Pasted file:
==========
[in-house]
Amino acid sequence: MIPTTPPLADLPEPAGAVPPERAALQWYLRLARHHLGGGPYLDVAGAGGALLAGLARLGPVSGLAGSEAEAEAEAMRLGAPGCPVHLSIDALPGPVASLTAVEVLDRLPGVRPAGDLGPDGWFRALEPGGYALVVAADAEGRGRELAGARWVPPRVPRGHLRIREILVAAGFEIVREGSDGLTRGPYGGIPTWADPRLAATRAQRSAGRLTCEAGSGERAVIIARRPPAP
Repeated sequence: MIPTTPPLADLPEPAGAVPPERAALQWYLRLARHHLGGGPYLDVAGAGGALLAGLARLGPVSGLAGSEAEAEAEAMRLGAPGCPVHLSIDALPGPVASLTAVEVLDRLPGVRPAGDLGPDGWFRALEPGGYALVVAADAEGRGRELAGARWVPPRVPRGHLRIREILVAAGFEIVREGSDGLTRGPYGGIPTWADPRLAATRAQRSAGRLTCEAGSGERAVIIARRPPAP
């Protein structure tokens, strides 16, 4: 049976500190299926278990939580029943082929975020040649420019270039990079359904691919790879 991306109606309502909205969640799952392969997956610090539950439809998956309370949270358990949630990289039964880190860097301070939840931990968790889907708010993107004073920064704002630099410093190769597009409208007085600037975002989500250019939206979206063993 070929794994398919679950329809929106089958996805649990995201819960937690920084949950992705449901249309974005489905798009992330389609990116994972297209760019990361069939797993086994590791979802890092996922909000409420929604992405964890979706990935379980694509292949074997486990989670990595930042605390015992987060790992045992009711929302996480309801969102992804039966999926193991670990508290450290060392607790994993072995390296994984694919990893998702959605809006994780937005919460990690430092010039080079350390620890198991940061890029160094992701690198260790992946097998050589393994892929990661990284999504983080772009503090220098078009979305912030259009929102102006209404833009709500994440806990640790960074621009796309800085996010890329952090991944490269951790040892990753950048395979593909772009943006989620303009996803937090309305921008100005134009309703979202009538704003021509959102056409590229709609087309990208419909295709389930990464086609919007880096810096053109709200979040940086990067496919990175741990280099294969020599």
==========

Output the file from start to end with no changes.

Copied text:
[in-house]
Amino acid sequence: MIPTTPPLADLPEPAGAVPPERAALQWYLRLARHHLGGGPYLDVAGAGGALLAGLARLGPVSGLAGSEAEAEAEAMRLGAPGCPVHLSIDALPGPVASLTAVEVLDRLPGVRPAGDLGPDGWFRALEPGGYALVVAADAEGRGRELAGARWVPPRVPRGHLRIREILVAAGFEIVREGSDGLTRGPYGGIPTWADPRLAATRAQRSAGRLTCEAGSGERAVIIARRPPAP
Repeated sequence: MIPTTPPLADLPEPAGAVPPERAALQWYLRLARHHLGGGPYLDVAGAGGALLAGLARLGPVSGLAGSEAEAEAEAMRLGAPGCPVHLSIDALPGPVASLTAVEVLDRLPGVRPAGDLGPDGWFRALEPGGYALVVAADAEGRGRELAGARWVPPRVPRGHLRIREILVAAGFEIVREGSDGLTRGPYGGIPTWADPRLAATRAQRSAGRLTCEAGSGERAVIIARRPPAP
């Protein structure tokens, strides 16, 4: 049976500190299926278990939580029943082929975020040649420019270039990079359904691919790879 991306109606309502909205969640799952392969997956610090539950439809998956309370949270358990949630990289039964880190860097301070939840931990968790889907708010993107004073920064704002630099410093190769597009409208007085600037975002989500250019939206979206063993 070929794994398919679950329809929106089958996805649990995201819960937690920084949950992705449901249309974005489905798009992330389609990116994972297209760019990361069939797993086994590791979802890092996922909000409420929604992405964890979706990935379980694509292949074997486990989670990595930042605390015992987060790992045992009711929302996480309801969102992804039966999926193991670990508290450290060392607790994993072995390296994984694919990893998702959605809006994780937005919460990690430092010039080079350390620890198991940061890029160094992701690198260790992946097998050589393994892929990661990284999504983080772009503090220098078009979305912030259009929102102006209404833009709500994440806990640790960074621009796309800085996010890329952090991944490269951790040892990753950048395979593909772009943006989620303009996803937090309305921008100005134009309703979202009538704003021509959102056409590229709609087309990208419909295709389930990464086609919007880096810096053109709200979040940086990067496919990175741990280099294969020599």